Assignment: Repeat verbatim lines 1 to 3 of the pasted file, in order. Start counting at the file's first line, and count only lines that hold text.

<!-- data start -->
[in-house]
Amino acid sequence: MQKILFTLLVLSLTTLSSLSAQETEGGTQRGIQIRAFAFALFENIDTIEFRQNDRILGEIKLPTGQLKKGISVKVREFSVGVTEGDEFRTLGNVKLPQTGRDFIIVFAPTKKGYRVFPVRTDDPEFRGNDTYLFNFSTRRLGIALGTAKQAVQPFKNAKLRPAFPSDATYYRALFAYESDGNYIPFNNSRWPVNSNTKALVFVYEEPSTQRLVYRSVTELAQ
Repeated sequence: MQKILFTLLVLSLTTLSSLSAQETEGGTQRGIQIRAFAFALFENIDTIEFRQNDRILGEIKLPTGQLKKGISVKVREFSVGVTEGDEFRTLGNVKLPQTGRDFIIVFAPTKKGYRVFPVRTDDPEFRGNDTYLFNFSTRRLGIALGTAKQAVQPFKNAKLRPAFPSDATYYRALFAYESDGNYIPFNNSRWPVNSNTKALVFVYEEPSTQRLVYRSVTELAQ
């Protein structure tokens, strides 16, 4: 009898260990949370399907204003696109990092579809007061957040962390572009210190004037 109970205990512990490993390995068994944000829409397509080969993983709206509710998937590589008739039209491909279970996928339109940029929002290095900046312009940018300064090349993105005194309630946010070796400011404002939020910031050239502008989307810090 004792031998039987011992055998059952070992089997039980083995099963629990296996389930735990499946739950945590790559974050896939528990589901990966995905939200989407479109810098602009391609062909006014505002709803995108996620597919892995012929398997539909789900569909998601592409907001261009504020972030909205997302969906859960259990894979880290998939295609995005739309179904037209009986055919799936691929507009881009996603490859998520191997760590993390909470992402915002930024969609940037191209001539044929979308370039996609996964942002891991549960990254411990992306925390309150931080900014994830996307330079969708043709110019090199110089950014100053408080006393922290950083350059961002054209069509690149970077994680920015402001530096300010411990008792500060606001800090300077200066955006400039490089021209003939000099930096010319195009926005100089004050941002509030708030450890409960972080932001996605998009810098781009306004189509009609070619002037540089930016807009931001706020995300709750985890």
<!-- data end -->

[in-house]
Amino acid sequence: MQKILFTLLVLSLTTLSSLSAQETEGGTQRGIQIRAFAFALFENIDTIEFRQNDRILGEIKLPTGQLKKGISVKVREFSVGVTEGDEFRTLGNVKLPQTGRDFIIVFAPTKKGYRVFPVRTDDPEFRGNDTYLFNFSTRRLGIALGTAKQAVQPFKNAKLRPAFPSDATYYRALFAYESDGNYIPFNNSRWPVNSNTKALVFVYEEPSTQRLVYRSVTELAQ
Repeated sequence: MQKILFTLLVLSLTTLSSLSAQETEGGTQRGIQIRAFAFALFENIDTIEFRQNDRILGEIKLPTGQLKKGISVKVREFSVGVTEGDEFRTLGNVKLPQTGRDFIIVFAPTKKGYRVFPVRTDDPEFRGNDTYLFNFSTRRLGIALGTAKQAVQPFKNAKLRPAFPSDATYYRALFAYESDGNYIPFNNSRWPVNSNTKALVFVYEEPSTQRLVYRSVTELAQ